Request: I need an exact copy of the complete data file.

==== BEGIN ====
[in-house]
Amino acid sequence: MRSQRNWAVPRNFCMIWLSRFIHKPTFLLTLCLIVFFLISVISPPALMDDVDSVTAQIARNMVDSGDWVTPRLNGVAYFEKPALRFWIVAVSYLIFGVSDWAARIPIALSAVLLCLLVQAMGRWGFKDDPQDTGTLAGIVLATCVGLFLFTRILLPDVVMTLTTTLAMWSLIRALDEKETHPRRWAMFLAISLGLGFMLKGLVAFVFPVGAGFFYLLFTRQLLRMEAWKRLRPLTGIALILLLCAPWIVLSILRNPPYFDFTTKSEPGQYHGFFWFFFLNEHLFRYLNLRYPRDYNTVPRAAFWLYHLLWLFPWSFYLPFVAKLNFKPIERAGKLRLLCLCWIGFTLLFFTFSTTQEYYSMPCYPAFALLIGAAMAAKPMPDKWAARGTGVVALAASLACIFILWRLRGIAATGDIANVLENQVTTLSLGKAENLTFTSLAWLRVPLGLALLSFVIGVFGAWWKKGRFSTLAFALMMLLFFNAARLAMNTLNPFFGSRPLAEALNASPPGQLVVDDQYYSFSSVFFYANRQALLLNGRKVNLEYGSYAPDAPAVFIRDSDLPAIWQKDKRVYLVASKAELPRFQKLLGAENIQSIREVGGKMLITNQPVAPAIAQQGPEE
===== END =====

[in-house]
Amino acid sequence: MRSQRNWAVPRNFCMIWLSRFIHKPTFLLTLCLIVFFLISVISPPALMDDVDSVTAQIARNMVDSGDWVTPRLNGVAYFEKPALRFWIVAVSYLIFGVSDWAARIPIALSAVLLCLLVQAMGRWGFKDDPQDTGTLAGIVLATCVGLFLFTRILLPDVVMTLTTTLAMWSLIRALDEKETHPRRWAMFLAISLGLGFMLKGLVAFVFPVGAGFFYLLFTRQLLRMEAWKRLRPLTGIALILLLCAPWIVLSILRNPPYFDFTTKSEPGQYHGFFWFFFLNEHLFRYLNLRYPRDYNTVPRAAFWLYHLLWLFPWSFYLPFVAKLNFKPIERAGKLRLLCLCWIGFTLLFFTFSTTQEYYSMPCYPAFALLIGAAMAAKPMPDKWAARGTGVVALAASLACIFILWRLRGIAATGDIANVLENQVTTLSLGKAENLTFTSLAWLRVPLGLALLSFVIGVFGAWWKKGRFSTLAFALMMLLFFNAARLAMNTLNPFFGSRPLAEALNASPPGQLVVDDQYYSFSSVFFYANRQALLLNGRKVNLEYGSYAPDAPAVFIRDSDLPAIWQKDKRVYLVASKAELPRFQKLLGAENIQSIREVGGKMLITNQPVAPAIAQQGPEE